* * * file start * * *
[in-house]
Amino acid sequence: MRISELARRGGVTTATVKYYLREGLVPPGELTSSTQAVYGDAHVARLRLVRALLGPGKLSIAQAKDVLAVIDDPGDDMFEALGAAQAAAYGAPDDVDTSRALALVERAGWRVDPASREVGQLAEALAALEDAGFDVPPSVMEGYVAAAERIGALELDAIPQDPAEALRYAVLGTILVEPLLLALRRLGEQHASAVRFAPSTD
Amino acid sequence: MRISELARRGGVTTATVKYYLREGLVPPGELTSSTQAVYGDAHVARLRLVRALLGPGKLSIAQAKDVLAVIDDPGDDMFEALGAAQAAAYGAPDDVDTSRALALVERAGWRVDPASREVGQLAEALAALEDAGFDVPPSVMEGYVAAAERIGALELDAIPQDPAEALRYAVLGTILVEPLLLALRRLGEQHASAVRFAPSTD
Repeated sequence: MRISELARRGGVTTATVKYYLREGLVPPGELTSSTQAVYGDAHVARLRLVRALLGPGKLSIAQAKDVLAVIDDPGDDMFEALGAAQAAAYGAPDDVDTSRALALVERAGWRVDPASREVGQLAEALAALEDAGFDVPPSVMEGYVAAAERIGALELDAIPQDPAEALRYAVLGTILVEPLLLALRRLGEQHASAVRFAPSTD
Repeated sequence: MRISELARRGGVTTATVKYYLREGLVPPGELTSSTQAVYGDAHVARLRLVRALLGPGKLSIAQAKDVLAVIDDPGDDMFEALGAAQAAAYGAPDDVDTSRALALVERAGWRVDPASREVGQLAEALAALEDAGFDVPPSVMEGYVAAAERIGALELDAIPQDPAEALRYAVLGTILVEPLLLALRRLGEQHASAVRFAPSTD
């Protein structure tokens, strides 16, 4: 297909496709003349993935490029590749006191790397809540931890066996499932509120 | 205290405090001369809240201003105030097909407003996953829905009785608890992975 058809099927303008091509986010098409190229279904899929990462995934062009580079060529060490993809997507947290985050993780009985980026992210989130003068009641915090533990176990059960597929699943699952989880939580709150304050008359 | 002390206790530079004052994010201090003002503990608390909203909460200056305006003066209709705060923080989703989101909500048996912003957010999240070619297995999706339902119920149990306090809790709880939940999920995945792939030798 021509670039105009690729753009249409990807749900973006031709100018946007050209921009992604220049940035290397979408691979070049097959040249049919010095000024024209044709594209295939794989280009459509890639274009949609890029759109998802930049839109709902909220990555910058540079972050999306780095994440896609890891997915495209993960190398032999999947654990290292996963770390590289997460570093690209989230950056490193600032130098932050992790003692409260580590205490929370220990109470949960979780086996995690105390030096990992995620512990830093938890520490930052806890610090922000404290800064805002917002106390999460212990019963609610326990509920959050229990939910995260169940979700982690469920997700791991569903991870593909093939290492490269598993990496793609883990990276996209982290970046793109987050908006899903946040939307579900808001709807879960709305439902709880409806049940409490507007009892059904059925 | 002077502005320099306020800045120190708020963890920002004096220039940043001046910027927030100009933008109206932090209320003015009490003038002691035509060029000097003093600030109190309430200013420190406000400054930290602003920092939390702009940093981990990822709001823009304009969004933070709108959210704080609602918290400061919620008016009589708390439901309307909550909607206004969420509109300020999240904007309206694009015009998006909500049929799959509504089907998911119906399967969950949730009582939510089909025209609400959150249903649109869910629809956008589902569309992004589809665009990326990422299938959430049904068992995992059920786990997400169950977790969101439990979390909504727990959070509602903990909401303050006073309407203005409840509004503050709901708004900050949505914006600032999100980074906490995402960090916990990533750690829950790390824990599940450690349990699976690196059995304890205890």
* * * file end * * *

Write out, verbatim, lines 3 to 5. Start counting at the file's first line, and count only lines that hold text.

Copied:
Amino acid sequence: MRISELARRGGVTTATVKYYLREGLVPPGELTSSTQAVYGDAHVARLRLVRALLGPGKLSIAQAKDVLAVIDDPGDDMFEALGAAQAAAYGAPDDVDTSRALALVERAGWRVDPASREVGQLAEALAALEDAGFDVPPSVMEGYVAAAERIGALELDAIPQDPAEALRYAVLGTILVEPLLLALRRLGEQHASAVRFAPSTD
Repeated sequence: MRISELARRGGVTTATVKYYLREGLVPPGELTSSTQAVYGDAHVARLRLVRALLGPGKLSIAQAKDVLAVIDDPGDDMFEALGAAQAAAYGAPDDVDTSRALALVERAGWRVDPASREVGQLAEALAALEDAGFDVPPSVMEGYVAAAERIGALELDAIPQDPAEALRYAVLGTILVEPLLLALRRLGEQHASAVRFAPSTD
Repeated sequence: MRISELARRGGVTTATVKYYLREGLVPPGELTSSTQAVYGDAHVARLRLVRALLGPGKLSIAQAKDVLAVIDDPGDDMFEALGAAQAAAYGAPDDVDTSRALALVERAGWRVDPASREVGQLAEALAALEDAGFDVPPSVMEGYVAAAERIGALELDAIPQDPAEALRYAVLGTILVEPLLLALRRLGEQHASAVRFAPSTD